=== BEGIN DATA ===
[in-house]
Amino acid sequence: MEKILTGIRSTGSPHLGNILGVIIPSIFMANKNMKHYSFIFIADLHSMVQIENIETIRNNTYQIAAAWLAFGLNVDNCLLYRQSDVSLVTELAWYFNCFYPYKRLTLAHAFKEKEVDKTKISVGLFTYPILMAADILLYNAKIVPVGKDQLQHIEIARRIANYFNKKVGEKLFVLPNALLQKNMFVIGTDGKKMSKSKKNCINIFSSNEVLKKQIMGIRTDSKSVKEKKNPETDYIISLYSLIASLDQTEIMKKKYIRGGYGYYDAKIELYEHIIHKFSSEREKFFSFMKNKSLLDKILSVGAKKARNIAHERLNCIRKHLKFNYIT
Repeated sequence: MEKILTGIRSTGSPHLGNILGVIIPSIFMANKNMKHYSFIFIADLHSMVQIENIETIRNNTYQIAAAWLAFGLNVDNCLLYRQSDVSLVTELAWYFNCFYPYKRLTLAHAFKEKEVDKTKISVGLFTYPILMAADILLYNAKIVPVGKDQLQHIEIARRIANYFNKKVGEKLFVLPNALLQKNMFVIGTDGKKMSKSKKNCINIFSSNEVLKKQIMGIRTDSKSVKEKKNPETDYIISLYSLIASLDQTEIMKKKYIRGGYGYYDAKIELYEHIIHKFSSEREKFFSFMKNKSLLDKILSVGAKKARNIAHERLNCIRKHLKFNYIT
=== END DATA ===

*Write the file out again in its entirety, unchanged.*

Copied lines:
[in-house]
Amino acid sequence: MEKILTGIRSTGSPHLGNILGVIIPSIFMANKNMKHYSFIFIADLHSMVQIENIETIRNNTYQIAAAWLAFGLNVDNCLLYRQSDVSLVTELAWYFNCFYPYKRLTLAHAFKEKEVDKTKISVGLFTYPILMAADILLYNAKIVPVGKDQLQHIEIARRIANYFNKKVGEKLFVLPNALLQKNMFVIGTDGKKMSKSKKNCINIFSSNEVLKKQIMGIRTDSKSVKEKKNPETDYIISLYSLIASLDQTEIMKKKYIRGGYGYYDAKIELYEHIIHKFSSEREKFFSFMKNKSLLDKILSVGAKKARNIAHERLNCIRKHLKFNYIT
Repeated sequence: MEKILTGIRSTGSPHLGNILGVIIPSIFMANKNMKHYSFIFIADLHSMVQIENIETIRNNTYQIAAAWLAFGLNVDNCLLYRQSDVSLVTELAWYFNCFYPYKRLTLAHAFKEKEVDKTKISVGLFTYPILMAADILLYNAKIVPVGKDQLQHIEIARRIANYFNKKVGEKLFVLPNALLQKNMFVIGTDGKKMSKSKKNCINIFSSNEVLKKQIMGIRTDSKSVKEKKNPETDYIISLYSLIASLDQTEIMKKKYIRGGYGYYDAKIELYEHIIHKFSSEREKFFSFMKNKSLLDKILSVGAKKARNIAHERLNCIRKHLKFNYIT